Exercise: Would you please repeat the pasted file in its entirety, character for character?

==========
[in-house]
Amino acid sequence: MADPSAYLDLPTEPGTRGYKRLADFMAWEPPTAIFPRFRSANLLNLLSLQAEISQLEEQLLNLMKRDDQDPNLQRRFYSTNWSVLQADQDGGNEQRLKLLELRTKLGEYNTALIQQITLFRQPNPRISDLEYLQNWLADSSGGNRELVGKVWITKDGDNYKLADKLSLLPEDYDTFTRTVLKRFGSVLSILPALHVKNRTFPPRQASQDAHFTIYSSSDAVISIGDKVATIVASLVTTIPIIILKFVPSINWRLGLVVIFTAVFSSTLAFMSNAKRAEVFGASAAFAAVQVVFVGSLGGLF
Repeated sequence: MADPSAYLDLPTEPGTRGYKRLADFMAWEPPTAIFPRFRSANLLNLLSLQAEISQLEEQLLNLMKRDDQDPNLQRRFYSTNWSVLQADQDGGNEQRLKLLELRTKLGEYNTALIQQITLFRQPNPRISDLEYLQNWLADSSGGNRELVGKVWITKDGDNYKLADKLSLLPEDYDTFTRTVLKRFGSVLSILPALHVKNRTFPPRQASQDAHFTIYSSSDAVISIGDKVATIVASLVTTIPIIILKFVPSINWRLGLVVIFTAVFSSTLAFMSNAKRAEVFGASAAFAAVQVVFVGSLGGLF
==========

[in-house]
Amino acid sequence: MADPSAYLDLPTEPGTRGYKRLADFMAWEPPTAIFPRFRSANLLNLLSLQAEISQLEEQLLNLMKRDDQDPNLQRRFYSTNWSVLQADQDGGNEQRLKLLELRTKLGEYNTALIQQITLFRQPNPRISDLEYLQNWLADSSGGNRELVGKVWITKDGDNYKLADKLSLLPEDYDTFTRTVLKRFGSVLSILPALHVKNRTFPPRQASQDAHFTIYSSSDAVISIGDKVATIVASLVTTIPIIILKFVPSINWRLGLVVIFTAVFSSTLAFMSNAKRAEVFGASAAFAAVQVVFVGSLGGLF
Repeated sequence: MADPSAYLDLPTEPGTRGYKRLADFMAWEPPTAIFPRFRSANLLNLLSLQAEISQLEEQLLNLMKRDDQDPNLQRRFYSTNWSVLQADQDGGNEQRLKLLELRTKLGEYNTALIQQITLFRQPNPRISDLEYLQNWLADSSGGNRELVGKVWITKDGDNYKLADKLSLLPEDYDTFTRTVLKRFGSVLSILPALHVKNRTFPPRQASQDAHFTIYSSSDAVISIGDKVATIVASLVTTIPIIILKFVPSINWRLGLVVIFTAVFSSTLAFMSNAKRAEVFGASAAFAAVQVVFVGSLGGLF